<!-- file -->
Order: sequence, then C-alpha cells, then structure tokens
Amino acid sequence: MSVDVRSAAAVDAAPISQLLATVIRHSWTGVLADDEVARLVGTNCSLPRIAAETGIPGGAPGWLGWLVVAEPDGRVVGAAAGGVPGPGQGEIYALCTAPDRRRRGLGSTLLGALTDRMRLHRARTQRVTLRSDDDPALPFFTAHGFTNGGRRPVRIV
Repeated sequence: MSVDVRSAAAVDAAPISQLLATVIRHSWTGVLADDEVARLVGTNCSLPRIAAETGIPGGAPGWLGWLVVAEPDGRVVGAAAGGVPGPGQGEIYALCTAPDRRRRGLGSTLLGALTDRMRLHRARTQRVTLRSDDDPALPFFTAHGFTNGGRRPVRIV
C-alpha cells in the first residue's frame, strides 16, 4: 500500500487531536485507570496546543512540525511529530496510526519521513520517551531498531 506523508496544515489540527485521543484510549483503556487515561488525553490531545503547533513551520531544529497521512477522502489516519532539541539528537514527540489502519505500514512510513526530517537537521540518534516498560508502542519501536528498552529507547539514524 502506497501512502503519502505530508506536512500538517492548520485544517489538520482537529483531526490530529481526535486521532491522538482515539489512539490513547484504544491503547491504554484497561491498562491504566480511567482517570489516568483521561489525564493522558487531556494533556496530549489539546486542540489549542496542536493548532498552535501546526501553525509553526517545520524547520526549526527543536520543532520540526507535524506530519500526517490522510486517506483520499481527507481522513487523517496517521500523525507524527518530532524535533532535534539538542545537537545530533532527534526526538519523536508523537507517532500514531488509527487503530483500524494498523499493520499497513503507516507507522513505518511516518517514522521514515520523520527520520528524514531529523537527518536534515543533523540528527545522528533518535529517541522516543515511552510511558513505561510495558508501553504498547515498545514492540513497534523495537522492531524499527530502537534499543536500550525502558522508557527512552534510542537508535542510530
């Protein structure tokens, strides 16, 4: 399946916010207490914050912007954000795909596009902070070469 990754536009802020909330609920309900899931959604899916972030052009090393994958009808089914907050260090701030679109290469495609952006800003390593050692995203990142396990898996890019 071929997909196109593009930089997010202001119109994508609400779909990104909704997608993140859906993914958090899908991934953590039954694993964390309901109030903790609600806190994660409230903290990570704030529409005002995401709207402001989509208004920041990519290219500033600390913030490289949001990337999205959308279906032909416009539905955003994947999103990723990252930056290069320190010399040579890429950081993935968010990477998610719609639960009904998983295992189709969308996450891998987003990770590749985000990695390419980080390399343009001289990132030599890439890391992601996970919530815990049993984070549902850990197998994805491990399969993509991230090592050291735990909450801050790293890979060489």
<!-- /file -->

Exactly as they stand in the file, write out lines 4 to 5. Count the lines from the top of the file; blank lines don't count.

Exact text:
C-alpha cells in the first residue's frame, strides 16, 4: 500500500487531536485507570496546543512540525511529530496510526519521513520517551531498531 506523508496544515489540527485521543484510549483503556487515561488525553490531545503547533513551520531544529497521512477522502489516519532539541539528537514527540489502519505500514512510513526530517537537521540518534516498560508502542519501536528498552529507547539514524 502506497501512502503519502505530508506536512500538517492548520485544517489538520482537529483531526490530529481526535486521532491522538482515539489512539490513547484504544491503547491504554484497561491498562491504566480511567482517570489516568483521561489525564493522558487531556494533556496530549489539546486542540489549542496542536493548532498552535501546526501553525509553526517545520524547520526549526527543536520543532520540526507535524506530519500526517490522510486517506483520499481527507481522513487523517496517521500523525507524527518530532524535533532535534539538542545537537545530533532527534526526538519523536508523537507517532500514531488509527487503530483500524494498523499493520499497513503507516507507522513505518511516518517514522521514515520523520527520520528524514531529523537527518536534515543533523540528527545522528533518535529517541522516543515511552510511558513505561510495558508501553504498547515498545514492540513497534523495537522492531524499527530502537534499543536500550525502558522508557527512552534510542537508535542510530
């Protein structure tokens, strides 16, 4: 399946916010207490914050912007954000795909596009902070070469 990754536009802020909330609920309900899931959604899916972030052009090393994958009808089914907050260090701030679109290469495609952006800003390593050692995203990142396990898996890019 071929997909196109593009930089997010202001119109994508609400779909990104909704997608993140859906993914958090899908991934953590039954694993964390309901109030903790609600806190994660409230903290990570704030529409005002995401709207402001989509208004920041990519290219500033600390913030490289949001990337999205959308279906032909416009539905955003994947999103990723990252930056290069320190010399040579890429950081993935968010990477998610719609639960009904998983295992189709969308996450891998987003990770590749985000990695390419980080390399343009001289990132030599890439890391992601996970919530815990049993984070549902850990197998994805491990399969993509991230090592050291735990909450801050790293890979060489």